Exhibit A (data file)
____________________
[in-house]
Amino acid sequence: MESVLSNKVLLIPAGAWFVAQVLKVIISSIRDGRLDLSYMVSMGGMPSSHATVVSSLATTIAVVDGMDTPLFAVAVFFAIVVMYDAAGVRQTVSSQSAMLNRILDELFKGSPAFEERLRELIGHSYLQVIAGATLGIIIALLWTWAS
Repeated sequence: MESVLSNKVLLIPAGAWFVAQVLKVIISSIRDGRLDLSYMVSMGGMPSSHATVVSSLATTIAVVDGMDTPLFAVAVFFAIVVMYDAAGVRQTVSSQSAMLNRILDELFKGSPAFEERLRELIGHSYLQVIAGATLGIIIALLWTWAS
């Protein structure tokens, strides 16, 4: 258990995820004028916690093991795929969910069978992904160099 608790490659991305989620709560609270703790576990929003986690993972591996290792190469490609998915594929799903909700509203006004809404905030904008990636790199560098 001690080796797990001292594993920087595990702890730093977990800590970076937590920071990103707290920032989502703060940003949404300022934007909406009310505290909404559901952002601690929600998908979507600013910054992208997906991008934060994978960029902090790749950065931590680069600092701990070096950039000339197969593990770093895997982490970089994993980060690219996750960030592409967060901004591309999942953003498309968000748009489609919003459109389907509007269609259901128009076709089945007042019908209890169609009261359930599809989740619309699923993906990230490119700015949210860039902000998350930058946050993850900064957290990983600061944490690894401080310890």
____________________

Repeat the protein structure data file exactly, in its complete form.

[in-house]
Amino acid sequence: MESVLSNKVLLIPAGAWFVAQVLKVIISSIRDGRLDLSYMVSMGGMPSSHATVVSSLATTIAVVDGMDTPLFAVAVFFAIVVMYDAAGVRQTVSSQSAMLNRILDELFKGSPAFEERLRELIGHSYLQVIAGATLGIIIALLWTWAS
Repeated sequence: MESVLSNKVLLIPAGAWFVAQVLKVIISSIRDGRLDLSYMVSMGGMPSSHATVVSSLATTIAVVDGMDTPLFAVAVFFAIVVMYDAAGVRQTVSSQSAMLNRILDELFKGSPAFEERLRELIGHSYLQVIAGATLGIIIALLWTWAS
């Protein structure tokens, strides 16, 4: 258990995820004028916690093991795929969910069978992904160099 608790490659991305989620709560609270703790576990929003986690993972591996290792190469490609998915594929799903909700509203006004809404905030904008990636790199560098 001690080796797990001292594993920087595990702890730093977990800590970076937590920071990103707290920032989502703060940003949404300022934007909406009310505290909404559901952002601690929600998908979507600013910054992208997906991008934060994978960029902090790749950065931590680069600092701990070096950039000339197969593990770093895997982490970089994993980060690219996750960030592409967060901004591309999942953003498309968000748009489609919003459109389907509007269609259901128009076709089945007042019908209890169609009261359930599809989740619309699923993906990230490119700015949210860039902000998350930058946050993850900064957290990983600061944490690894401080310890």